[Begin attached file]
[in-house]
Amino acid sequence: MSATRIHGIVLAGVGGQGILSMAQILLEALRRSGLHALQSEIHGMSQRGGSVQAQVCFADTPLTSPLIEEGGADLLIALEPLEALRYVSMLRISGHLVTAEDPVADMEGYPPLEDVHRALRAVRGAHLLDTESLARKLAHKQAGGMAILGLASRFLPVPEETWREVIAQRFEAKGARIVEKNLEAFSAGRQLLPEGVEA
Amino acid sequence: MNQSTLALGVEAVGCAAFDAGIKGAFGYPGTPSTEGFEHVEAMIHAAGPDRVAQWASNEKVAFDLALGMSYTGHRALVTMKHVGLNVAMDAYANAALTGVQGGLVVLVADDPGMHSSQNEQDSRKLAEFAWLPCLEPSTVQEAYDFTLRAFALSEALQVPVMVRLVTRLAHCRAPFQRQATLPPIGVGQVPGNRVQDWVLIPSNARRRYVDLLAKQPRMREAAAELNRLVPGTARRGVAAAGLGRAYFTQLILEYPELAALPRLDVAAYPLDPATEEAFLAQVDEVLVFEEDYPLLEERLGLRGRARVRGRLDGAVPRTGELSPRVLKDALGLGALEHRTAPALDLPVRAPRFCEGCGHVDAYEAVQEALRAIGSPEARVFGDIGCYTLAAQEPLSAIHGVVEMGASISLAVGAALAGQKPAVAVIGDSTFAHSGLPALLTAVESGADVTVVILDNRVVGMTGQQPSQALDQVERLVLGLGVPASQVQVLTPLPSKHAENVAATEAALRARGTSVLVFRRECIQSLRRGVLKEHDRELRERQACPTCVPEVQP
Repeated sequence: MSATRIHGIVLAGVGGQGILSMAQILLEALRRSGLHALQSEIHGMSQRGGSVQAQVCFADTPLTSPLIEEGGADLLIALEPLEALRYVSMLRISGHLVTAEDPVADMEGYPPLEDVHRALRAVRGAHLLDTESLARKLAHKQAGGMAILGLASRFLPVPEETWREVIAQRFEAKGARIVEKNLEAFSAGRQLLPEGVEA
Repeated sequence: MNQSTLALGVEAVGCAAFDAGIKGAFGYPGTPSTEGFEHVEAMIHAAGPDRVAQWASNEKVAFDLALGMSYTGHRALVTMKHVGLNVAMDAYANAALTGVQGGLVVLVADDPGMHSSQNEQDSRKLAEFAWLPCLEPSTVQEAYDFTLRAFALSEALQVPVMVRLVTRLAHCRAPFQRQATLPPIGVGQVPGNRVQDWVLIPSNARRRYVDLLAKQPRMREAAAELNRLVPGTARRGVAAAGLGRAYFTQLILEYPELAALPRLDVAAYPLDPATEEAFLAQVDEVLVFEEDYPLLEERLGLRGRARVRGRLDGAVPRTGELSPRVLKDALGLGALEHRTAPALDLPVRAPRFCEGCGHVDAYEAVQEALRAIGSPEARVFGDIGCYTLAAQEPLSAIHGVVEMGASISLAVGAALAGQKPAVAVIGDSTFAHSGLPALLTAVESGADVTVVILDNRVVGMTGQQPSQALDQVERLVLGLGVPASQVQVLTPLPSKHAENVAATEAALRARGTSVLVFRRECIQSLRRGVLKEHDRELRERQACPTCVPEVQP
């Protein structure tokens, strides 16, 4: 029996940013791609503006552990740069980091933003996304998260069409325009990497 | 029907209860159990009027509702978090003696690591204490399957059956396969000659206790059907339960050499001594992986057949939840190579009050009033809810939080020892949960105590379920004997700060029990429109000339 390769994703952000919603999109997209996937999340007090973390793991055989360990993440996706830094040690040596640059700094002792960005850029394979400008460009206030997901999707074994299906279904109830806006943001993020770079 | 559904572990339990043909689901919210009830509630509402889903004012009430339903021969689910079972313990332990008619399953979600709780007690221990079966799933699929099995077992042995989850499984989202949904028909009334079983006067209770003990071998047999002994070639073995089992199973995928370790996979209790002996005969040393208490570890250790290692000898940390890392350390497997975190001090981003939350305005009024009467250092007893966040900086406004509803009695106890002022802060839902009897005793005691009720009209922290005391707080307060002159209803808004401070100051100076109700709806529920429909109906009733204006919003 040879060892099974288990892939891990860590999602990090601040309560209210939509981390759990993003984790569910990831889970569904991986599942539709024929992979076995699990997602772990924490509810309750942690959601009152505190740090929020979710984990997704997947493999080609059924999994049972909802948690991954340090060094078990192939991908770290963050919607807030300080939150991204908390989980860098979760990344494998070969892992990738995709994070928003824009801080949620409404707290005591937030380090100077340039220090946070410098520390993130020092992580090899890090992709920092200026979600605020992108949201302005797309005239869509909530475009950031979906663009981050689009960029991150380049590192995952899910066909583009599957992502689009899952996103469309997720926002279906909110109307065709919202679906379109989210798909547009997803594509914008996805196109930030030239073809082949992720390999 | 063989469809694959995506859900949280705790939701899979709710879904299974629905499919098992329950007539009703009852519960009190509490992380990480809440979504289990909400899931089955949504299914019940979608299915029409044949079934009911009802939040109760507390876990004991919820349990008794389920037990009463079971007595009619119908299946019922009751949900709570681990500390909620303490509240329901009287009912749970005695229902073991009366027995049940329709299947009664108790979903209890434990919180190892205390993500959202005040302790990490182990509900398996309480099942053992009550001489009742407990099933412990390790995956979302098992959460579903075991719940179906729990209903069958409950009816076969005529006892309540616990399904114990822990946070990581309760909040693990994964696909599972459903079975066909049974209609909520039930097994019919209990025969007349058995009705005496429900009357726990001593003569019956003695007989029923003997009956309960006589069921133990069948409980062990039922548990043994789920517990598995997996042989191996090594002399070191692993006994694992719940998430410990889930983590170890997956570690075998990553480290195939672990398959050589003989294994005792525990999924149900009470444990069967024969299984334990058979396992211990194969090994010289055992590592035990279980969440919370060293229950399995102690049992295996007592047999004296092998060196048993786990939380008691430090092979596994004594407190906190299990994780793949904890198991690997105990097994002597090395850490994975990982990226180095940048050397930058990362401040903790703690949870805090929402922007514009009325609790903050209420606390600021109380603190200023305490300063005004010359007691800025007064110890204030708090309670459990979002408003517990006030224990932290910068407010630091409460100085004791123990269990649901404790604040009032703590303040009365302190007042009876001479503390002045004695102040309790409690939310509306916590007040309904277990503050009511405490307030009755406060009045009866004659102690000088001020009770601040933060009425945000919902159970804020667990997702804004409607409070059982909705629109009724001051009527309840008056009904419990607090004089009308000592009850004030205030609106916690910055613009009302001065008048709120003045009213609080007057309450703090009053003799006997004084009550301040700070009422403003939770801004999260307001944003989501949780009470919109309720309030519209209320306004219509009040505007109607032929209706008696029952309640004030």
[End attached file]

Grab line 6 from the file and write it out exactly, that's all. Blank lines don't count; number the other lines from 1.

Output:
């Protein structure tokens, strides 16, 4: 029996940013791609503006552990740069980091933003996304998260069409325009990497 | 029907209860159990009027509702978090003696690591204490399957059956396969000659206790059907339960050499001594992986057949939840190579009050009033809810939080020892949960105590379920004997700060029990429109000339 390769994703952000919603999109997209996937999340007090973390793991055989360990993440996706830094040690040596640059700094002792960005850029394979400008460009206030997901999707074994299906279904109830806006943001993020770079 | 559904572990339990043909689901919210009830509630509402889903004012009430339903021969689910079972313990332990008619399953979600709780007690221990079966799933699929099995077992042995989850499984989202949904028909009334079983006067209770003990071998047999002994070639073995089992199973995928370790996979209790002996005969040393208490570890250790290692000898940390890392350390497997975190001090981003939350305005009024009467250092007893966040900086406004509803009695106890002022802060839902009897005793005691009720009209922290005391707080307060002159209803808004401070100051100076109700709806529920429909109906009733204006919003 040879060892099974288990892939891990860590999602990090601040309560209210939509981390759990993003984790569910990831889970569904991986599942539709024929992979076995699990997602772990924490509810309750942690959601009152505190740090929020979710984990997704997947493999080609059924999994049972909802948690991954340090060094078990192939991908770290963050919607807030300080939150991204908390989980860098979760990344494998070969892992990738995709994070928003824009801080949620409404707290005591937030380090100077340039220090946070410098520390993130020092992580090899890090992709920092200026979600605020992108949201302005797309005239869509909530475009950031979906663009981050689009960029991150380049590192995952899910066909583009599957992502689009899952996103469309997720926002279906909110109307065709919202679906379109989210798909547009997803594509914008996805196109930030030239073809082949992720390999 | 063989469809694959995506859900949280705790939701899979709710879904299974629905499919098992329950007539009703009852519960009190509490992380990480809440979504289990909400899931089955949504299914019940979608299915029409044949079934009911009802939040109760507390876990004991919820349990008794389920037990009463079971007595009619119908299946019922009751949900709570681990500390909620303490509240329901009287009912749970005695229902073991009366027995049940329709299947009664108790979903209890434990919180190892205390993500959202005040302790990490182990509900398996309480099942053992009550001489009742407990099933412990390790995956979302098992959460579903075991719940179906729990209903069958409950009816076969005529006892309540616990399904114990822990946070990581309760909040693990994964696909599972459903079975066909049974209609909520039930097994019919209990025969007349058995009705005496429900009357726990001593003569019956003695007989029923003997009956309960006589069921133990069948409980062990039922548990043994789920517990598995997996042989191996090594002399070191692993006994694992719940998430410990889930983590170890997956570690075998990553480290195939672990398959050589003989294994005792525990999924149900009470444990069967024969299984334990058979396992211990194969090994010289055992590592035990279980969440919370060293229950399995102690049992295996007592047999004296092998060196048993786990939380008691430090092979596994004594407190906190299990994780793949904890198991690997105990097994002597090395850490994975990982990226180095940048050397930058990362401040903790703690949870805090929402922007514009009325609790903050209420606390600021109380603190200023305490300063005004010359007691800025007064110890204030708090309670459990979002408003517990006030224990932290910068407010630091409460100085004791123990269990649901404790604040009032703590303040009365302190007042009876001479503390002045004695102040309790409690939310509306916590007040309904277990503050009511405490307030009755406060009045009866004659102690000088001020009770601040933060009425945000919902159970804020667990997702804004409607409070059982909705629109009724001051009527309840008056009904419990607090004089009308000592009850004030205030609106916690910055613009009302001065008048709120003045009213609080007057309450703090009053003799006997004084009550301040700070009422403003939770801004999260307001944003989501949780009470919109309720309030519209209320306004219509009040505007109607032929209706008696029952309640004030």